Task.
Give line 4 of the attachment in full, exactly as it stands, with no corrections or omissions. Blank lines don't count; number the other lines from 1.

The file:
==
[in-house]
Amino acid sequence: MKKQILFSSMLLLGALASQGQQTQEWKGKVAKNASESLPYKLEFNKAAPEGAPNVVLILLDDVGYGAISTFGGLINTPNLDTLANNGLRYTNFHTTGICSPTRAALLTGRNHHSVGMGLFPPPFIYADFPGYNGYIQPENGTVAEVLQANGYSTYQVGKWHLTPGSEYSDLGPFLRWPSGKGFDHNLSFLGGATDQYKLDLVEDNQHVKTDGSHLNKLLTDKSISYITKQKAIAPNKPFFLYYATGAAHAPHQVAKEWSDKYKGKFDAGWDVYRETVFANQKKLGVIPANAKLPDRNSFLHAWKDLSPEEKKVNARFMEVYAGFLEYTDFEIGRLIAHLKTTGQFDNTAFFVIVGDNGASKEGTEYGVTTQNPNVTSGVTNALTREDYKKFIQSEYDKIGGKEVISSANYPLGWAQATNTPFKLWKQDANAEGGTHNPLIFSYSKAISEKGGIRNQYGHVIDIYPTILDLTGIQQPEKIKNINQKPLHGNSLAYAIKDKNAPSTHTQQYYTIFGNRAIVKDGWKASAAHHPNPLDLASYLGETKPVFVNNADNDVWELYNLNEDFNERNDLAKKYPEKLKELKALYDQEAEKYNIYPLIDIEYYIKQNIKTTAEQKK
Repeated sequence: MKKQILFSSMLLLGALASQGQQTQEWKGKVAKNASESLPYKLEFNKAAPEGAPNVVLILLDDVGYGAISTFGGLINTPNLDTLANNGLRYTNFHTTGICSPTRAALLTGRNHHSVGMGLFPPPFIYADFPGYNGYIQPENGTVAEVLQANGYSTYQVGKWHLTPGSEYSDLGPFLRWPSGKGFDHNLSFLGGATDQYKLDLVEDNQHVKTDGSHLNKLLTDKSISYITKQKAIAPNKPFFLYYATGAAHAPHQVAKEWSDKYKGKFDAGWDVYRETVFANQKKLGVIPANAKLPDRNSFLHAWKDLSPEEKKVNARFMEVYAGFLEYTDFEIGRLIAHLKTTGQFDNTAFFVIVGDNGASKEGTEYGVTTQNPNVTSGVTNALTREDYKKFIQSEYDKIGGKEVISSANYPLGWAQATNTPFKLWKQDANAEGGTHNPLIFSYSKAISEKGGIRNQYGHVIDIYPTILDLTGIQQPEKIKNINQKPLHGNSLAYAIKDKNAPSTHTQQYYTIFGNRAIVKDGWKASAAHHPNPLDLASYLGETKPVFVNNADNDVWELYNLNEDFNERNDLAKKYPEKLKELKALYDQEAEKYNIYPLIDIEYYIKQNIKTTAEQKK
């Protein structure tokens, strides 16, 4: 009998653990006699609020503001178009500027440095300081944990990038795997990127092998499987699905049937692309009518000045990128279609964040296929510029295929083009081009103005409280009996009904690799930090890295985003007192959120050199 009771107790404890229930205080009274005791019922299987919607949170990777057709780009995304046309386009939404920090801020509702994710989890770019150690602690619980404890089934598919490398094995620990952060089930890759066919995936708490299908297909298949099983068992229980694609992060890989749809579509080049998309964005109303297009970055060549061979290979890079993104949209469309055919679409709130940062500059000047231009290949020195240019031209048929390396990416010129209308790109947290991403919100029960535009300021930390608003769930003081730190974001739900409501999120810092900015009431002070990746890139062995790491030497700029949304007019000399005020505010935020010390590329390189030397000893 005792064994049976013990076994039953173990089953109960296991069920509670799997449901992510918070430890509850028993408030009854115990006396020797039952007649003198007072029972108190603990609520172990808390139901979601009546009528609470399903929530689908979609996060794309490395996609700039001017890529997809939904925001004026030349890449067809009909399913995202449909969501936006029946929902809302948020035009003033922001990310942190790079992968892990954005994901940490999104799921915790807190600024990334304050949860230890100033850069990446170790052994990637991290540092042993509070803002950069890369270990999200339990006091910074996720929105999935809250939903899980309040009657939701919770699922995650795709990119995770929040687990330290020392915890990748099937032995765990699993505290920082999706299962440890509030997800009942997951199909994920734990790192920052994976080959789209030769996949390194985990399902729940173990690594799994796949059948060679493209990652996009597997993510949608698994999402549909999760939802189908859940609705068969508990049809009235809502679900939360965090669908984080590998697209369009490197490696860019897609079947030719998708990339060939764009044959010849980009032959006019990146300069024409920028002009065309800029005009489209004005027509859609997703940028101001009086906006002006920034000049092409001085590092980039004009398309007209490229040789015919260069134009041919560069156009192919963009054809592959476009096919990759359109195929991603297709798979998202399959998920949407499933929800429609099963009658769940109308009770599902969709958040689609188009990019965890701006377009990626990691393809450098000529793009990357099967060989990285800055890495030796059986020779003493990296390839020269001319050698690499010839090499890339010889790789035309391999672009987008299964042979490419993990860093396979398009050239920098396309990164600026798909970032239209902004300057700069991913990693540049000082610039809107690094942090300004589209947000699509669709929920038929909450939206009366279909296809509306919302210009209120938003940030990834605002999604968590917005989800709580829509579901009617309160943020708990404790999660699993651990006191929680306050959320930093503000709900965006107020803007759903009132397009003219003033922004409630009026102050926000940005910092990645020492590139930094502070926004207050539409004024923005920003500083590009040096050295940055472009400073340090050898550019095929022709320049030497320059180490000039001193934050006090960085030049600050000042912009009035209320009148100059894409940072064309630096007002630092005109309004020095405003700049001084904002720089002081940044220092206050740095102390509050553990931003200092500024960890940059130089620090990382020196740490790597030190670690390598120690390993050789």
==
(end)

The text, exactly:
């Protein structure tokens, strides 16, 4: 009998653990006699609020503001178009500027440095300081944990990038795997990127092998499987699905049937692309009518000045990128279609964040296929510029295929083009081009103005409280009996009904690799930090890295985003007192959120050199 009771107790404890229930205080009274005791019922299987919607949170990777057709780009995304046309386009939404920090801020509702994710989890770019150690602690619980404890089934598919490398094995620990952060089930890759066919995936708490299908297909298949099983068992229980694609992060890989749809579509080049998309964005109303297009970055060549061979290979890079993104949209469309055919679409709130940062500059000047231009290949020195240019031209048929390396990416010129209308790109947290991403919100029960535009300021930390608003769930003081730190974001739900409501999120810092900015009431002070990746890139062995790491030497700029949304007019000399005020505010935020010390590329390189030397000893 005792064994049976013990076994039953173990089953109960296991069920509670799997449901992510918070430890509850028993408030009854115990006396020797039952007649003198007072029972108190603990609520172990808390139901979601009546009528609470399903929530689908979609996060794309490395996609700039001017890529997809939904925001004026030349890449067809009909399913995202449909969501936006029946929902809302948020035009003033922001990310942190790079992968892990954005994901940490999104799921915790807190600024990334304050949860230890100033850069990446170790052994990637991290540092042993509070803002950069890369270990999200339990006091910074996720929105999935809250939903899980309040009657939701919770699922995650795709990119995770929040687990330290020392915890990748099937032995765990699993505290920082999706299962440890509030997800009942997951199909994920734990790192920052994976080959789209030769996949390194985990399902729940173990690594799994796949059948060679493209990652996009597997993510949608698994999402549909999760939802189908859940609705068969508990049809009235809502679900939360965090669908984080590998697209369009490197490696860019897609079947030719998708990339060939764009044959010849980009032959006019990146300069024409920028002009065309800029005009489209004005027509859609997703940028101001009086906006002006920034000049092409001085590092980039004009398309007209490229040789015919260069134009041919560069156009192919963009054809592959476009096919990759359109195929991603297709798979998202399959998920949407499933929800429609099963009658769940109308009770599902969709958040689609188009990019965890701006377009990626990691393809450098000529793009990357099967060989990285800055890495030796059986020779003493990296390839020269001319050698690499010839090499890339010889790789035309391999672009987008299964042979490419993990860093396979398009050239920098396309990164600026798909970032239209902004300057700069991913990693540049000082610039809107690094942090300004589209947000699509669709929920038929909450939206009366279909296809509306919302210009209120938003940030990834605002999604968590917005989800709580829509579901009617309160943020708990404790999660699993651990006191929680306050959320930093503000709900965006107020803007759903009132397009003219003033922004409630009026102050926000940005910092990645020492590139930094502070926004207050539409004024923005920003500083590009040096050295940055472009400073340090050898550019095929022709320049030497320059180490000039001193934050006090960085030049600050000042912009009035209320009148100059894409940072064309630096007002630092005109309004020095405003700049001084904002720089002081940044220092206050740095102390509050553990931003200092500024960890940059130089620090990382020196740490790597030190670690390598120690390993050789």